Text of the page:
Hi there, Simon Bennett from OMB Solicitors. I wanted to talk to you today about a fairly topical area, which is sunset dates in property transactions.
Now, there has been a bit of press about this, particularly with respect to off the plan, yet to be built projects, and there are two types, there is the high rise, typical high rise type of off the plan, and then we have the typical land subdivision, and where this has become really relevant is in respect of the land subdivision.
Where we have a statutory sunset date of 18 months, and with time frames blowing out, quite often, this sunset date has been unable to be met by a developer.
There have been accusations that some developers have been manipulating a sunset date so, that they have the ability to terminate a contract of sale and cash in on increased prices as well.
So how does all this work? Okay, the sunset date is the date, by which generally the developer is required to complete the development, be it a land subdivision or let’s call it a high rise subdivision, and have the plans registered and the separate certificate of title issued for the individual lot that they’re selling and that the buyer is looking to purchase.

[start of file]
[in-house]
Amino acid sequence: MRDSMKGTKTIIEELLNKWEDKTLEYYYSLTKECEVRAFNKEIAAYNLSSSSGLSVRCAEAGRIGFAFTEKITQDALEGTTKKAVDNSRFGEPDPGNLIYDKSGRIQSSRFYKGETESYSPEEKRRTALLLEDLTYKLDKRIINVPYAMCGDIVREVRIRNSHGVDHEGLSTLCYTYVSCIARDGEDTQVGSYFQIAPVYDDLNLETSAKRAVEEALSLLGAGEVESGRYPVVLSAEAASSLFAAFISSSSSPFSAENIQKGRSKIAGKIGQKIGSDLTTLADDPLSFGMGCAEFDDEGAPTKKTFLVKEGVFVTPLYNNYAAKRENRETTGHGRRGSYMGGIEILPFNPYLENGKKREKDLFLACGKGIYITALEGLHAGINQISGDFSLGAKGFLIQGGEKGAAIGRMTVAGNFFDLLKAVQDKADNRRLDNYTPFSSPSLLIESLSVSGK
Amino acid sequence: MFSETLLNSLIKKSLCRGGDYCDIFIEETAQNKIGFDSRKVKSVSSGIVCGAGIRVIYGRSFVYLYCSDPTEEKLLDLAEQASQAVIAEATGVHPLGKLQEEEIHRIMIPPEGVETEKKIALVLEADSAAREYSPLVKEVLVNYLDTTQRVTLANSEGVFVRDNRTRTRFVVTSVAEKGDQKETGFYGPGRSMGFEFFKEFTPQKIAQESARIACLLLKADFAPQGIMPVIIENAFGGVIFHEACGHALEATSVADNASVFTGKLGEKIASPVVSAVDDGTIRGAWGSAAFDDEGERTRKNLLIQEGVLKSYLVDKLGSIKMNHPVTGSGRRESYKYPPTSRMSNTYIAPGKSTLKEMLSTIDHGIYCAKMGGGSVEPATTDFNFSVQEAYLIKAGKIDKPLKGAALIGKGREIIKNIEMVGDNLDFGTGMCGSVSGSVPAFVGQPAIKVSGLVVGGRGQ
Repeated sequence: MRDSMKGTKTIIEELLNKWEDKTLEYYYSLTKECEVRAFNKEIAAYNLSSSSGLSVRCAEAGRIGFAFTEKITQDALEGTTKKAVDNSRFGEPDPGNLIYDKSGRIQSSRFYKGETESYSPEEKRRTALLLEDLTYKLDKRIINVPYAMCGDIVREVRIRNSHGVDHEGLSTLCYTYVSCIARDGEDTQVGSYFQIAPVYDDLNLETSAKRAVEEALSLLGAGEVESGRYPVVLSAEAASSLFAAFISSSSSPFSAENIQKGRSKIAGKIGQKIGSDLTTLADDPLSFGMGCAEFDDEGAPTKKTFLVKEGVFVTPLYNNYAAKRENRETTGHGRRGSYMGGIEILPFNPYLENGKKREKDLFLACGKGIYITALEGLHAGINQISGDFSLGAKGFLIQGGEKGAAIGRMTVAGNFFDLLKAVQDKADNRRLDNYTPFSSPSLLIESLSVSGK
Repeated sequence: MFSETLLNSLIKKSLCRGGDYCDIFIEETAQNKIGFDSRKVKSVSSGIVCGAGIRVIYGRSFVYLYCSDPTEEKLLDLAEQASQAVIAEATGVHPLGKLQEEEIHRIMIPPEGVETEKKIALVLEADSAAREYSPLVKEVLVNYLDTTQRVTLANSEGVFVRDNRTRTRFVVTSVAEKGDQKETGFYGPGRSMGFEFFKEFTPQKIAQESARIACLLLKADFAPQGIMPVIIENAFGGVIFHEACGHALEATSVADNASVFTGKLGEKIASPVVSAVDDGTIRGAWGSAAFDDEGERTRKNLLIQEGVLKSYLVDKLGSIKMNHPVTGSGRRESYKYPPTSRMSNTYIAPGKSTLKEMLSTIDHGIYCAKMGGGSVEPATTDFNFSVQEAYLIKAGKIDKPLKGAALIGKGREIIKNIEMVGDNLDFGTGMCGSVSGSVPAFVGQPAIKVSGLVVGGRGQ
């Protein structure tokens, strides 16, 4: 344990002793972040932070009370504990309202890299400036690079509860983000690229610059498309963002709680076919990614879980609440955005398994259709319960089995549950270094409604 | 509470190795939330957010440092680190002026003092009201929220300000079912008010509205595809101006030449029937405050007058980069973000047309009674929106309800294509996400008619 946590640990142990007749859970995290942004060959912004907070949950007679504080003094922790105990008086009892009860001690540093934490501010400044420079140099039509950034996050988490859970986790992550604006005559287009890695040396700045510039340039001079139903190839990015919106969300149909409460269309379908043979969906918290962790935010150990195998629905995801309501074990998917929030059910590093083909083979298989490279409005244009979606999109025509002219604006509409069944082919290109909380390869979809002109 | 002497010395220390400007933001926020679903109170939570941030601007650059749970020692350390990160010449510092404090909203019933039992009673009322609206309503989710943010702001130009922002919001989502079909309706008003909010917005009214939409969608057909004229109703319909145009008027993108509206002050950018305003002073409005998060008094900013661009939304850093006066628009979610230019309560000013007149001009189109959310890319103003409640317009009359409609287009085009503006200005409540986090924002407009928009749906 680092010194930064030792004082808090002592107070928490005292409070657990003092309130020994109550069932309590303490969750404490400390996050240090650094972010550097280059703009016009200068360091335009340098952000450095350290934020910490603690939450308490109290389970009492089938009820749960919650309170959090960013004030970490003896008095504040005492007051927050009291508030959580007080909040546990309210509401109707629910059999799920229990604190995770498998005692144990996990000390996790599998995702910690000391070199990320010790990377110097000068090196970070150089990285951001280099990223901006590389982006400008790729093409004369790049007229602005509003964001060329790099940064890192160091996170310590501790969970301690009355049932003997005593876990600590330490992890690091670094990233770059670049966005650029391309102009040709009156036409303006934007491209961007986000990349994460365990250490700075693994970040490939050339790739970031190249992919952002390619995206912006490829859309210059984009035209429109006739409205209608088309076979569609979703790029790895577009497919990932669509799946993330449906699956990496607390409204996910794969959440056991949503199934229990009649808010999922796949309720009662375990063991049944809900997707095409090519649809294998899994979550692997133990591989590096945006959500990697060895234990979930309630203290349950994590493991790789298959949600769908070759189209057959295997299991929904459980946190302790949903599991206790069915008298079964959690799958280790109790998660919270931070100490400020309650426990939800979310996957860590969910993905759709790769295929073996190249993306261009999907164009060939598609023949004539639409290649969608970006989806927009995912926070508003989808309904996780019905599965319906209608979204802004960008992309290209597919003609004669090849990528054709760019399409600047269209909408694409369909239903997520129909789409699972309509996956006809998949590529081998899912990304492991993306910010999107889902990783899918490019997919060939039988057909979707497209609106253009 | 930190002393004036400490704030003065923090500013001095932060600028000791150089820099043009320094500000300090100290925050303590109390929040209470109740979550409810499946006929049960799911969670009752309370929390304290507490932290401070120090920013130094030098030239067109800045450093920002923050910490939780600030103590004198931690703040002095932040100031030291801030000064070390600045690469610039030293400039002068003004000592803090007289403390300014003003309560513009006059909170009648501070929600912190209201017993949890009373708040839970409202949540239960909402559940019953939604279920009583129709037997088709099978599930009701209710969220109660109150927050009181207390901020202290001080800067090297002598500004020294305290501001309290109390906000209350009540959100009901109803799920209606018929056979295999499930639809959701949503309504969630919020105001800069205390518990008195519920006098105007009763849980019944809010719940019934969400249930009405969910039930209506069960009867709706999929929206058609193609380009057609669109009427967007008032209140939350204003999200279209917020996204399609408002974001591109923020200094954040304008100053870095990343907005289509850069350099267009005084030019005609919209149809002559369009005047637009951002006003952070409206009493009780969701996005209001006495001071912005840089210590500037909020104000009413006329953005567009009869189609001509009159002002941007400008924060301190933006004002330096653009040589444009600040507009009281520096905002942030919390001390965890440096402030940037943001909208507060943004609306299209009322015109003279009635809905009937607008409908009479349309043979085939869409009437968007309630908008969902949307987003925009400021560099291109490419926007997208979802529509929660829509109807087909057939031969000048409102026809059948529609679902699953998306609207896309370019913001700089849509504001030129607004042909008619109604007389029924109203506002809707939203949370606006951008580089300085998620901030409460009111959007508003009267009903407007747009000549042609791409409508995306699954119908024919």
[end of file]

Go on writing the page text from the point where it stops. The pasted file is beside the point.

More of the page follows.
If that date is not met, then usually the clause will be drafted that either party will have a right to terminate the contract of sale, at which time the buyer will get a refund of their deposit. So these are pretty powerful clauses.
They can be drafted in different ways and there is legislation surrounding both land subdivisions and let’s call those the second sort, the high rise type subdivisions, as to what the maximum sunset date is.
When you can have an extension if there is a delay in the project, so when that date might be stipulated at a certain period, but there is a clause that will allow it to be extended, and all of those things require specific and expert property legal advice so that you know your rights.
Give us a call at OMB Solicitors and let us help you with this important phase of a contract.